One drawback to this approach is that, due to non-uniform illumination across an image which can make one side of the scene darker than another, object portions of the image can easily be misclassified as background portions, and vice versa. Another disadvantage is that each pixel of the image must be processed. Since computation time is proportional to the number of pixels processed, this approach can present a computational burden when there are large images, or when many images must be processed rapidly, for example.

Another way to differentiate an object from the background is to start with a single pixel on the object/background boundary, and to compare each pixel in the neighborhood of the pixel to a single threshold gray value. If the neighborhood pixel is above the threshold, it is an object pixel; if it is below the threshold, it is a background pixel. The transition from object pixel to background pixel is the boundary, and it can be further localized with an interpolation step. The neighborhood pixel that is closest to the boundary is then selected, and each of its neighboring pixels is compared to the single threshold gray value. The process is repeated, resulting in a sequence of pixels that tracks the boundary of an object. An example of this technique is the Cognex Boundary Tracker, sold by Cognex Corporation, Natick Mass.

Although this method processes less pixels than the previous method that processes every pixel in an image by only processing pixels in a narrow band around each object/background boundary, it also suffers from the problem of classification error due to non-uniform illumination across an image.

A third way to locate the boundary between object and background is to first perform "edge detection" on the image. An edge is usefully defined as a change in gray value from dark to light or from light to dark that can span many pixels. Since the gray values of the image that represent the object will on average be different from the gray values that represent the background, there is an extended band or chain of pixels that have gray values that transition between the gray values of the object and the background. This extended band or chain of pixels is called an "edge contour". Thus, an edge contour indicates the boundary between an object and the background.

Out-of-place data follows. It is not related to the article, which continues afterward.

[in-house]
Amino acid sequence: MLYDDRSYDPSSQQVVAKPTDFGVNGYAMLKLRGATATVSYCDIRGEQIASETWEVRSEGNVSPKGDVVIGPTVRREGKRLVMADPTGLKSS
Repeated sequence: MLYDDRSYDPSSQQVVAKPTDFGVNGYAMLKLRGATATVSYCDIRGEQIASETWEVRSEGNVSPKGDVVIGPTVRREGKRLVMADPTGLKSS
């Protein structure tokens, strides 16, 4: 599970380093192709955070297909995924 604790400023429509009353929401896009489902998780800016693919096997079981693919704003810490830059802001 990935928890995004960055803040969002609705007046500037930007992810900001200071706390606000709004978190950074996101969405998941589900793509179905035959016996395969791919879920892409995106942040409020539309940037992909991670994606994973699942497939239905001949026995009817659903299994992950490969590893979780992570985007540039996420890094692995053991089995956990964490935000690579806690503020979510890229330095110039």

In "edge detection", the entire image is processed so as to label each pixel of the image as being either on an edge or not on an edge. Since every pixel in the image is processed, this first step is very computationally expensive. Next, an "edge linking" step is performed wherein pixels on edges are combined into "edge contours" or "boundary chains" which defines the boundary between object and background. This step is also computationally expensive, because every pixel that has been labeled as being on an edge must be processed to determine whether it can be included in a boundary chain. Moreover, this method does not provide sub-pixel accuracy.

PROBLEMS TO BE SOLVED BY THE INVENTION

It is a goal of the invention to provide a method and apparatus for locating an edge contour that is robust against object/background misclassification due to non-uniform illumination across an image, and that is significantly more computationally efficient than the methods and apparatus of the prior art.

It is a goal of the invention to provide a method and apparatus for locating an edge contour that avoids the use of a gray value threshold, and thereby avoid the task of selecting a threshold to optimize classification of object and background.

It is a goal of the invention to provide a method and apparatus for edge contour tracking that avoids the use of a threshold gray value, and thereby avoids the associated misclassification errors due to non-uniform lighting across a scene.

SUMMARY OF THE INVENTION

A method and apparatus for finding an edge contour in an image of an object is provided wherein the edge contour is progressively formed by finding a sequence of one-dimensional edge positions, each one-dimensional edge position being determined by processing a set of pixels arranged along at least one imaginary line.

More particularly, the invention is a method for finding an edge contour in an image, where the edge contour is found by finding a sequence of contour points. The step of determining the position of a contour point includes locating the position of an edge in a one-dimensional gray value signal taken along a line across the projected edge contour, and then advancing to a next contour point based on each successive edge so-located.